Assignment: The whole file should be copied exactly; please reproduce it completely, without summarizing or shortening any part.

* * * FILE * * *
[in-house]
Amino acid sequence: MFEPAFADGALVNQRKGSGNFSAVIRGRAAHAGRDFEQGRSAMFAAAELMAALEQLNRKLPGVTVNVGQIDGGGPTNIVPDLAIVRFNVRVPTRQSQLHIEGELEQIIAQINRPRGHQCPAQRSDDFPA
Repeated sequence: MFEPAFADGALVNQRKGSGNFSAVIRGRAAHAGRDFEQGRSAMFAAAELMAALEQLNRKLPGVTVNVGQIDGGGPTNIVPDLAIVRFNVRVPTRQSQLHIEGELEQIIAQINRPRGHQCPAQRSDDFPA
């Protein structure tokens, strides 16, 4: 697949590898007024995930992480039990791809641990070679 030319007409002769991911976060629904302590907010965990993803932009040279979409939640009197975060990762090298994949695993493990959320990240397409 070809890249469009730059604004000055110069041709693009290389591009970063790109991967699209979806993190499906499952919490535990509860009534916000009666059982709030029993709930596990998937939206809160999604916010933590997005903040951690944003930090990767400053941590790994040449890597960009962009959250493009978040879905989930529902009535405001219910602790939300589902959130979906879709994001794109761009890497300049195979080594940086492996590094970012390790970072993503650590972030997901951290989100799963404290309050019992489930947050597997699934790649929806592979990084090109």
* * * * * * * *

[in-house]
Amino acid sequence: MFEPAFADGALVNQRKGSGNFSAVIRGRAAHAGRDFEQGRSAMFAAAELMAALEQLNRKLPGVTVNVGQIDGGGPTNIVPDLAIVRFNVRVPTRQSQLHIEGELEQIIAQINRPRGHQCPAQRSDDFPA
Repeated sequence: MFEPAFADGALVNQRKGSGNFSAVIRGRAAHAGRDFEQGRSAMFAAAELMAALEQLNRKLPGVTVNVGQIDGGGPTNIVPDLAIVRFNVRVPTRQSQLHIEGELEQIIAQINRPRGHQCPAQRSDDFPA
């Protein structure tokens, strides 16, 4: 697949590898007024995930992480039990791809641990070679 030319007409002769991911976060629904302590907010965990993803932009040279979409939640009197975060990762090298994949695993493990959320990240397409 070809890249469009730059604004000055110069041709693009290389591009970063790109991967699209979806993190499906499952919490535990509860009534916000009666059982709030029993709930596990998937939206809160999604916010933590997005903040951690944003930090990767400053941590790994040449890597960009962009959250493009978040879905989930529902009535405001219910602790939300589902959130979906879709994001794109761009890497300049195979080594940086492996590094970012390790970072993503650590972030997901951290989100799963404290309050019992489930947050597997699934790649929806592979990084090109």